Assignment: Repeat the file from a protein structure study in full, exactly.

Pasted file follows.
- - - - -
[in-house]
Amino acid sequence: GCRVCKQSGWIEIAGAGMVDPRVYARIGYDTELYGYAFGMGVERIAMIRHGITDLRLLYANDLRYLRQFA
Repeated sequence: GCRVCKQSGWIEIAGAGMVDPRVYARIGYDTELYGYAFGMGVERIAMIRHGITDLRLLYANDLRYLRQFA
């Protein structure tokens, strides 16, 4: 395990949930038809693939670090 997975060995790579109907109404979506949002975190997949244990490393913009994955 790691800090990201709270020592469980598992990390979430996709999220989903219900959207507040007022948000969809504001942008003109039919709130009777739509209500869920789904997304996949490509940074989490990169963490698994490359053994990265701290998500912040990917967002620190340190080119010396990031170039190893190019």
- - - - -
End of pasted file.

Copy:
[in-house]
Amino acid sequence: GCRVCKQSGWIEIAGAGMVDPRVYARIGYDTELYGYAFGMGVERIAMIRHGITDLRLLYANDLRYLRQFA
Repeated sequence: GCRVCKQSGWIEIAGAGMVDPRVYARIGYDTELYGYAFGMGVERIAMIRHGITDLRLLYANDLRYLRQFA
């Protein structure tokens, strides 16, 4: 395990949930038809693939670090 997975060995790579109907109404979506949002975190997949244990490393913009994955 790691800090990201709270020592469980598992990390979430996709999220989903219900959207507040007022948000969809504001942008003109039919709130009777739509209500869920789904997304996949490509940074989490990169963490698994490359053994990265701290998500912040990917967002620190340190080119010396990031170039190893190019």